Fruit Trees

Fruit Trees General

Trees should be between 18 months and two years old when you buy them. The trees should be of ‘professional’ quality, carefully pruned and root pruned by the nursery so they are perfect for planting straight away.

Position
Fruit trees will grow well on most soil types provided the ground is not waterlogged. Plenty of sunlight is essential however and areas of deep shade should be avoided. Areas that have previously grown fruit should not be used to lessen the risk of ‘re-plant disease’.

Ground Preparation and Planting
Soil should be well cultivated a few days before planting to at least two spade depths and a generous amount of garden compost or well rotted manure incorporated. A dressing of bone meal at 105-140 grams per square meter, (3-4oz per square yard) may also be applied. Your trees must be planted as soon as possible after purchase. If this is not possible trees can be kept in a cool place such as a garden shed for up to a week provided the roots remain moist. If planting is not possible within this time, ‘heel’ the trees into a sheltered spot in the garden by digging a hole and firming soil over the roots.

When planting into final position a hole should be dug that is around 15cm (6") wider than the root spread of the tree and deep enough to allow the tree to be comfortably planted at the depth that it was originally growing in (look for the soil mark on the stem). Before planting the tree, roots should be soaked for about 4 hours. Plant by placing tree into hole, spreading out the roots. Fill using layers of soil, firming each one with the foot before proceeding with the next.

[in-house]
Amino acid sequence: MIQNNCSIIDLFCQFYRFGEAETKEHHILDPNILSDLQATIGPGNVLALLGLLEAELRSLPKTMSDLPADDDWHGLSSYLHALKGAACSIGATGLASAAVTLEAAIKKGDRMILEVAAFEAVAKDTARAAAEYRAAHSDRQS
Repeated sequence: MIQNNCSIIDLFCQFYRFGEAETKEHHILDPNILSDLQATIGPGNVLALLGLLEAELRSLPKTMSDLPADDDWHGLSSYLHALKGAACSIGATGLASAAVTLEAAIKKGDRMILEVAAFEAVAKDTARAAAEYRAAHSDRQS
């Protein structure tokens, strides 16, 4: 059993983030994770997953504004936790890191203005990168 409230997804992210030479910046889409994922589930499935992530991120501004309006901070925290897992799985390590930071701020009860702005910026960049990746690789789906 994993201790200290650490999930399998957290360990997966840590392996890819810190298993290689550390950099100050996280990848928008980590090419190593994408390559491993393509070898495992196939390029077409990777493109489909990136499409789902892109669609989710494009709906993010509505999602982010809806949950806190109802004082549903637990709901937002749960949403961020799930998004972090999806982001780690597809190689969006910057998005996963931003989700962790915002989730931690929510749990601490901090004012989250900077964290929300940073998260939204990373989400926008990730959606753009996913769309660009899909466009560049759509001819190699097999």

Water in well after planting. Many fruit trees have relatively shallow root systems so use a high quality stake that can be left in place for a number of years. To prevent damage use a purpose made soft tree tie that can be loosened periodically as the tree grows. If a tree stake is used this should be inserted before planting to avoid root damage.

Aftercare
Water regularly in hot dry weather and keep the area around your tree free from weeds.

Diagram by Graham Burnett

Pruning
The basis of all pruning is to maintain a balanced tree with a pleasing shape and a good open structure that allows plenty of light and air to get to the ripening fruits. Poorly placed, damaged and diseased branches should be removed and a constant supply of new branches encouraged as the younger wood is far more productive and gives fruit of the highest quality.